Sharon libel trial awaits Israeli decision on 'secrets' as closing arguments near
New York — The trial of a $50 million libel suit against Time Inc. brought by former Israeli Defense Minister Ariel Sharon may be near to closing arguments when it reconvenes Wednesday.
The Israeli government has been considering how to disclose information about secret documents requested by Judge Abraham D. Sofaer. Israel has said the information will likely be reviewed by Yitzhak Kahan, retired head of Israel's Supreme Court. He will then discuss the evidence with both sides.
Israel has asked for assurances of confidentiality. An exchange of letters between Judge Sofaer and Israeli officials is intended to devise a procedure by which Judge Kahan can provide ''meaningful evidence'' with the full concurrence of all parties, a Time spokesman says.
The suit stems from a February 1983 article Time ran about the results of an Israeli commission investigating the massacre by Lebanese Christian Phalangists of hundreds of Palestinians in West Beruit refugee camps in September 1982.
General Sharon, now Israeli minister of industry and commerce, charges that Time committed libel by reporting that in a conversation with Phalangist leaders prior to the massacres, he allegedly discussed the need to avenge the assassination of Bashir Gemayel, the Phalangist leader and President-elect.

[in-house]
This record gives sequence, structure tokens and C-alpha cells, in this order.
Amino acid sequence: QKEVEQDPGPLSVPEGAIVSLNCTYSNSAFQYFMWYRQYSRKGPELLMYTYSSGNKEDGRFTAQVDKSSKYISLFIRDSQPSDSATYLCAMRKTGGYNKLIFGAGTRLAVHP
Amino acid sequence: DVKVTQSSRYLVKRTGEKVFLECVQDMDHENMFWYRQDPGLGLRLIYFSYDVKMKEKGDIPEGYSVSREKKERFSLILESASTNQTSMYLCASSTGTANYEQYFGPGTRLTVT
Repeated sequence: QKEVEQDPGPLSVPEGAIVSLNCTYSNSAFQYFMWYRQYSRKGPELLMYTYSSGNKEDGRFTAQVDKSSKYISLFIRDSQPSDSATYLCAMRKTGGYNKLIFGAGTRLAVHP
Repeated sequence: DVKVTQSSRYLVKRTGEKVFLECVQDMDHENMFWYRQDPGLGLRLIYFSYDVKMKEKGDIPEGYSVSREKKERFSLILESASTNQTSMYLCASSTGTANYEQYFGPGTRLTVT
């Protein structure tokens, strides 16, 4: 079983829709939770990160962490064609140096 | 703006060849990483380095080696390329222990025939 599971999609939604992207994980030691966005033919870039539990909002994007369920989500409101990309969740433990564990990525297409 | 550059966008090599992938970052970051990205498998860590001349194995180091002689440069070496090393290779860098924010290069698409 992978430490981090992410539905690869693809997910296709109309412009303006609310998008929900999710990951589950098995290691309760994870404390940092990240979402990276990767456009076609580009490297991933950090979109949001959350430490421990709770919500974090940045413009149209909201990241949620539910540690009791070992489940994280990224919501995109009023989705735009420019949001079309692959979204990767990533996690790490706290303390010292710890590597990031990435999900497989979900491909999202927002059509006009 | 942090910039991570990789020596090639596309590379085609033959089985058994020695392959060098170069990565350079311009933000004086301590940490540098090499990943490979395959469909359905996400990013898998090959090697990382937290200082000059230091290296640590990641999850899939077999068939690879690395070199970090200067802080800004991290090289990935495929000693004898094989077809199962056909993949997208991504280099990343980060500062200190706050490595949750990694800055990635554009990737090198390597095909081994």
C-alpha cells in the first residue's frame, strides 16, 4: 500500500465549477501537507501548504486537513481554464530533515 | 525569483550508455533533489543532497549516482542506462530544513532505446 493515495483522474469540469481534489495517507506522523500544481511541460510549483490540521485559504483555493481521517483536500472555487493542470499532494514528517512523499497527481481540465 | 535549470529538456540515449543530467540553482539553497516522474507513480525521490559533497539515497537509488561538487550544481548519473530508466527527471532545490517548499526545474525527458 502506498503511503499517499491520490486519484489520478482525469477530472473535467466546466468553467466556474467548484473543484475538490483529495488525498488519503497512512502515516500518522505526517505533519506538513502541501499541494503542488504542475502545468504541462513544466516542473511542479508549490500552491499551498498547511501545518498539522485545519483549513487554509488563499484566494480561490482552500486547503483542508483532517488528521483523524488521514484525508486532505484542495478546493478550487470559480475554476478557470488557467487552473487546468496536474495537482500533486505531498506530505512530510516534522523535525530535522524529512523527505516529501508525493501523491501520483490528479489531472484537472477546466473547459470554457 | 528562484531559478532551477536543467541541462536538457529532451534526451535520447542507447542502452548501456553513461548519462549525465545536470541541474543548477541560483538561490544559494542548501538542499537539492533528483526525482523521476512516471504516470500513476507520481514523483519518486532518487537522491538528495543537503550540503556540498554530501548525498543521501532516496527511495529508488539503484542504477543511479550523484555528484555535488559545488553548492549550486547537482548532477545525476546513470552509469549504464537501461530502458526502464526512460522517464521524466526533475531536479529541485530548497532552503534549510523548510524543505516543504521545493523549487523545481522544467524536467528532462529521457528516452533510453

Time lawyers surprised Sharon's attorney Dec. 20, the day the trial recessed, by resting their case without calling any witnesses. They said Sharon's lawyers had not proved that Time had defamed him.
It is expected that Sharon's attorneys will seek to recall him to the witness stand, a move that Time would probably oppose. Both sides will present their summaries before the judge sends the jury to deliberate on whether Sharon was defamed. If Sharon wins on that issue, the question of damages will be considered.
Time has sought to dismiss the trial by claiming it has been denied due access because it has not received evidence requested from Israel. Time reporter David Halevy, a defendant in the trial, testified that he had been told by confidential sources about the ''revenge'' discussion between Sharon and the Phalangists. Although he had never seen the disputed appendix to the Israeli commission report, he said his analysis and evaluation led him to believe that the discussion was in the secret appendix. Sharon denies this.
Time editor in chief Henry Grunwald has said Time will print a retraction if it is ''demonstrated'' that the disputed material is not in the appendix of the commission report.